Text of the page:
Whether you can use your personal health insurance to pay for medical bills from a car accident really depends on the circumstances and your health insurance language. Ideally, you want to charge all medical expenses to the at-fault party’s auto insurance policy.
If for some reason your claim isn’t moving through the car insurance company quickly or the car insurance company denies your claim, you might be able to charge your expenses to your health insurance company and then the health insurance company will go through a process called subrogation to get their money back from the at-fault party’s car insurance company.
We’ll explain common medical bill fees and what you can expect from getting a health insurance company to cover these expenses.
Co-pays & Deductibles
Even if you put your medical care through your personal health insurance, you’ll still face co-pays and deductibles, which can be rather pricey.
Before a doctor will see you, they’ll request that you pay your co-pay. And even after you pay your co-pay, you might be on the hook for the full bill for your medical visit due to having a high deductible health plan.
If you leave the car accident scene in an ambulance, don’t be surprised when you get a bill for several thousand dollars for that ambulance ride. That’s because your local municipality doesn’t know about your medical insurance. Along with the bill will be information about how to submit your health insurance information so they can bill the ambulance ride accordingly.
What if Your Health Insurance Company Denies Your Bills?
If your health insurance company denies your bills related to a car accident, you can file a claim with your personal auto insurance company. Just like the health insurance company can put the bills through subrogation, so can your auto insurance provider.
While this process of billing one insurance company and allowing them to seek repayment from another company can make for a complicated process, it helps ensure you get the care you need when you need it without harming your savings accounts or putting you into debt for injuries you sustained through no fault of your own.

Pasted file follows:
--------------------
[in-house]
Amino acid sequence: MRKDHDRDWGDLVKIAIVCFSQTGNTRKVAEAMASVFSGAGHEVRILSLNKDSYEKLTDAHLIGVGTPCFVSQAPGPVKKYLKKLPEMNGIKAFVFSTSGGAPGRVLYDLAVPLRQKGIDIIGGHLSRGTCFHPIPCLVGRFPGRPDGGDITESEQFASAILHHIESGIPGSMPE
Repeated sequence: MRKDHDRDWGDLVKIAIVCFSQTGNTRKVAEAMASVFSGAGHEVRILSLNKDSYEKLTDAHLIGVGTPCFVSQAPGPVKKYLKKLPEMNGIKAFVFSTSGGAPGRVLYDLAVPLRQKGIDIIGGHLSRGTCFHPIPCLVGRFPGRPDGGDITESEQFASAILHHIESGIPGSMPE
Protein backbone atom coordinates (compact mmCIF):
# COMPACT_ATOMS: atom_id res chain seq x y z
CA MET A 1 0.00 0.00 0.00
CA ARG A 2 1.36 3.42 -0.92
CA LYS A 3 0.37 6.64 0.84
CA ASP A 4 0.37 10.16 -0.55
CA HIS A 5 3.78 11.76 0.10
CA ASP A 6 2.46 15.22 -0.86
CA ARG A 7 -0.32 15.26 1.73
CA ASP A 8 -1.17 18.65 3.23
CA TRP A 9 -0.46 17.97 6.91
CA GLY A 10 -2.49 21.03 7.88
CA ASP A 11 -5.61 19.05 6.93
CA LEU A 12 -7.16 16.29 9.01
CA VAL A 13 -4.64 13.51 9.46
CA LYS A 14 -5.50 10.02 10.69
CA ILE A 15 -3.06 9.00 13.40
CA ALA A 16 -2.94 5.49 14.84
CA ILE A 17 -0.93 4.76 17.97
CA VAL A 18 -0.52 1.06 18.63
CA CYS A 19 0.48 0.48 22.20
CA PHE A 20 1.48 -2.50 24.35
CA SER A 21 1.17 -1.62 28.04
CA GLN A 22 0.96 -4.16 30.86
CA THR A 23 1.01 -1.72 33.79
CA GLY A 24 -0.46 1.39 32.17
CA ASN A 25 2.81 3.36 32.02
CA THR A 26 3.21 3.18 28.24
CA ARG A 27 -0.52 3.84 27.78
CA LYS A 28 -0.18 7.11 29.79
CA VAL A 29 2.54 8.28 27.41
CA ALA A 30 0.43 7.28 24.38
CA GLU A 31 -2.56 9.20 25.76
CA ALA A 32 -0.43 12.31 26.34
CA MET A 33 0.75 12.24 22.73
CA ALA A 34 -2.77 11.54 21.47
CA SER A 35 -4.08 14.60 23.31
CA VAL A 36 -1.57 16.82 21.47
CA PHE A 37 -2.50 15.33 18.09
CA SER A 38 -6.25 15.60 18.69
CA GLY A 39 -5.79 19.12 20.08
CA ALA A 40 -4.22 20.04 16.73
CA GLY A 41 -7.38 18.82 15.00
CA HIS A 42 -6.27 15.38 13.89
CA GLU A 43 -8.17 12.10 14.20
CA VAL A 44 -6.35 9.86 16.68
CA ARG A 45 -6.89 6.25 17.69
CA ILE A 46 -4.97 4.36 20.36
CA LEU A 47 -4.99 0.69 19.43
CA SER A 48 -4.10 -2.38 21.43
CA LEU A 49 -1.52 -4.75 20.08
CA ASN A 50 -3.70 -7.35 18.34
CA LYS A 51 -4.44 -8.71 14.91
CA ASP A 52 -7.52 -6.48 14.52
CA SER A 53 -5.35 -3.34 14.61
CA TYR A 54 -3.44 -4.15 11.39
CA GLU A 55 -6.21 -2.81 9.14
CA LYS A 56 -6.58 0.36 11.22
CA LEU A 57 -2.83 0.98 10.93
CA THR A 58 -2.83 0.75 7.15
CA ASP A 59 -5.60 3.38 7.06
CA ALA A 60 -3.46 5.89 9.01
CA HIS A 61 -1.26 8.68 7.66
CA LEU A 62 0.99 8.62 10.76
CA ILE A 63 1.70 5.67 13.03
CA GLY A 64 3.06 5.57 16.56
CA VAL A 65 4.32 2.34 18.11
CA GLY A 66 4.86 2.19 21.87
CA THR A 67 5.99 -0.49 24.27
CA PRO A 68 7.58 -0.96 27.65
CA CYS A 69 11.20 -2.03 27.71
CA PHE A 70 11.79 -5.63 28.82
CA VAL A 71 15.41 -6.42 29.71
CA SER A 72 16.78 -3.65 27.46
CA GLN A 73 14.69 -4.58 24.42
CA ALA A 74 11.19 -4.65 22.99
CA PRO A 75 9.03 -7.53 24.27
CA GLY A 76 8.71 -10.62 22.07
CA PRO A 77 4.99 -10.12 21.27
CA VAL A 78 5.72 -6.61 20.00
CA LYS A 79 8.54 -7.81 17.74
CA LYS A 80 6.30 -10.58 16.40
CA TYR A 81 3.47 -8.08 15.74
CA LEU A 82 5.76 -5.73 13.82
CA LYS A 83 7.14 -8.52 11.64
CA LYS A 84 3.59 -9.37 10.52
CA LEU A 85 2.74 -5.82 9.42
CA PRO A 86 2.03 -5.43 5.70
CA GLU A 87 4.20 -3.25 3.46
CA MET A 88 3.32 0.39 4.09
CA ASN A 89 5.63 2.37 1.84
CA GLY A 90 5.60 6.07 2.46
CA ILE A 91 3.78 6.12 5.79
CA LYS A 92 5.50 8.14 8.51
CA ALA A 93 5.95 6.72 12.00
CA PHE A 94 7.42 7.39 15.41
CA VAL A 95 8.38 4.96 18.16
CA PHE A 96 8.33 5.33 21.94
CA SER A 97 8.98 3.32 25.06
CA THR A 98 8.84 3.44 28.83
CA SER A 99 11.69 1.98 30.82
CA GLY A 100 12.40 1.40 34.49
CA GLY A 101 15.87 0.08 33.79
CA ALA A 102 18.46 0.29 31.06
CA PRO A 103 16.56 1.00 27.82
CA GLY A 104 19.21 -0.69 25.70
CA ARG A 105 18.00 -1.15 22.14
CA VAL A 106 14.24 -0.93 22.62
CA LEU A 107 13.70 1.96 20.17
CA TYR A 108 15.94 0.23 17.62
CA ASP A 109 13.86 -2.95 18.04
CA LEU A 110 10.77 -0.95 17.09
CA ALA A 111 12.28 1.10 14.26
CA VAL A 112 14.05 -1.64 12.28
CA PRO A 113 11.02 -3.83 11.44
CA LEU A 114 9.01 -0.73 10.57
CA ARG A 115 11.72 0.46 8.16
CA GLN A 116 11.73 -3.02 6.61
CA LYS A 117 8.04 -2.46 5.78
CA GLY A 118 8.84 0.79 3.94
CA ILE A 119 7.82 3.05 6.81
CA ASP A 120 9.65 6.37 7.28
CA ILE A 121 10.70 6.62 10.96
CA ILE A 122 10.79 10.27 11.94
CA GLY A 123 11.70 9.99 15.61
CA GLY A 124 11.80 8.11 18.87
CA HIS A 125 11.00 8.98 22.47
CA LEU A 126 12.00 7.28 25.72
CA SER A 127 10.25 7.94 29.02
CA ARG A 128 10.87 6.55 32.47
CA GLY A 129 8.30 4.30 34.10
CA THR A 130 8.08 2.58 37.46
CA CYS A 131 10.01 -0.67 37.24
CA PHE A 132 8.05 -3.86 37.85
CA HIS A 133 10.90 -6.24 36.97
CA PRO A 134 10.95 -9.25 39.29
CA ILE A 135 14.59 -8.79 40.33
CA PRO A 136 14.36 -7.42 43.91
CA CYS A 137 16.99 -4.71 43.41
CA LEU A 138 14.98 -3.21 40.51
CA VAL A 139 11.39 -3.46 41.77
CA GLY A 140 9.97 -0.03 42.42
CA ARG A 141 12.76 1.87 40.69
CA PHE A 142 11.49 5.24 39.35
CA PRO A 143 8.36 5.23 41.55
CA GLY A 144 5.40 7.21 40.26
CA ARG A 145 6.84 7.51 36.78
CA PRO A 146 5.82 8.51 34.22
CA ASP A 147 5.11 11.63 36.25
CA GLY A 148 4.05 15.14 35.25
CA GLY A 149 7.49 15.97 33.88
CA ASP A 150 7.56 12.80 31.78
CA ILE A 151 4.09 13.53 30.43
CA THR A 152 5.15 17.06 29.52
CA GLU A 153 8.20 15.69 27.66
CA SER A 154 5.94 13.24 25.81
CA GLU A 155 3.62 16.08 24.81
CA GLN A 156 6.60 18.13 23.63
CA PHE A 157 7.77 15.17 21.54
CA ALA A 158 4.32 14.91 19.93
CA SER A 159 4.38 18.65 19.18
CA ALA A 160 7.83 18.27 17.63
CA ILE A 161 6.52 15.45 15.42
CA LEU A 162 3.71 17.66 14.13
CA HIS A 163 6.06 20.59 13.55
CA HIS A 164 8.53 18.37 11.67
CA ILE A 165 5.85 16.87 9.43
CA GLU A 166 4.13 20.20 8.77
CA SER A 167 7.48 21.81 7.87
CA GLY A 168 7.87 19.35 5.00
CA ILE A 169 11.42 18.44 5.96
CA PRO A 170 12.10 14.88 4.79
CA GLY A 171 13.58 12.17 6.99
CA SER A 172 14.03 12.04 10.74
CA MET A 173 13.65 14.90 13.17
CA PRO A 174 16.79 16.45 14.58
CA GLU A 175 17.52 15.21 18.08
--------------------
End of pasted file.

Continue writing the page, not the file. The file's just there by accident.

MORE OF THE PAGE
Before spending your savings on medical care, contact your car insurance company to learn what options you might have in getting your bills covered while you work on a lawsuit against the at-fault driver or contest the insurance company’s denial of your claim.
Why You Should Keep All Receipts No Matter Who Is Paying Your Medical Bills
Regardless of what insurance company you bill the expenses to or how you pay for them yourself, you should keep all documentation and receipts. If you decide to file a lawsuit against the person who caused the car accident, proving the total expense of your medical bills could be a factor in determining a fair settlement amount.
Car accident victims facing medical bills who are unsure of how to get reimbursement for these expenses should reach out to Stewart & Stewart. We’ll provide a free case review to evaluate the best course of action for minimizing the impact on your personal finances.